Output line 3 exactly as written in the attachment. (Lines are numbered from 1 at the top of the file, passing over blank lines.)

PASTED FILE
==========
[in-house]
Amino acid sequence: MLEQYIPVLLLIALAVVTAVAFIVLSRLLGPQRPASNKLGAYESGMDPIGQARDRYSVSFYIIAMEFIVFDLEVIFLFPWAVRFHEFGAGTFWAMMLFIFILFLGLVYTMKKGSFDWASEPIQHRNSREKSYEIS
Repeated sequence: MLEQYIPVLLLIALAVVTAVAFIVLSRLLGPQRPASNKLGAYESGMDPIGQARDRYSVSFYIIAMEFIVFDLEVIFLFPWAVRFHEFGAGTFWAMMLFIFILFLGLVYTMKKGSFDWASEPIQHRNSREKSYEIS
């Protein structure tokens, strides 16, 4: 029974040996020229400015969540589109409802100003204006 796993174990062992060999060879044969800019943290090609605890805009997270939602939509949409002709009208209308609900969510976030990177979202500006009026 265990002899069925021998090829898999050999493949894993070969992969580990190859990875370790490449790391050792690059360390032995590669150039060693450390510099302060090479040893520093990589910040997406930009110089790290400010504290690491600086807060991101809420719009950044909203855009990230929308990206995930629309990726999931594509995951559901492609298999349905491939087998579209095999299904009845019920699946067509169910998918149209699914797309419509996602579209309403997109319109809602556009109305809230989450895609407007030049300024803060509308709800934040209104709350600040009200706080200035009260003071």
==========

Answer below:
Repeated sequence: MLEQYIPVLLLIALAVVTAVAFIVLSRLLGPQRPASNKLGAYESGMDPIGQARDRYSVSFYIIAMEFIVFDLEVIFLFPWAVRFHEFGAGTFWAMMLFIFILFLGLVYTMKKGSFDWASEPIQHRNSREKSYEIS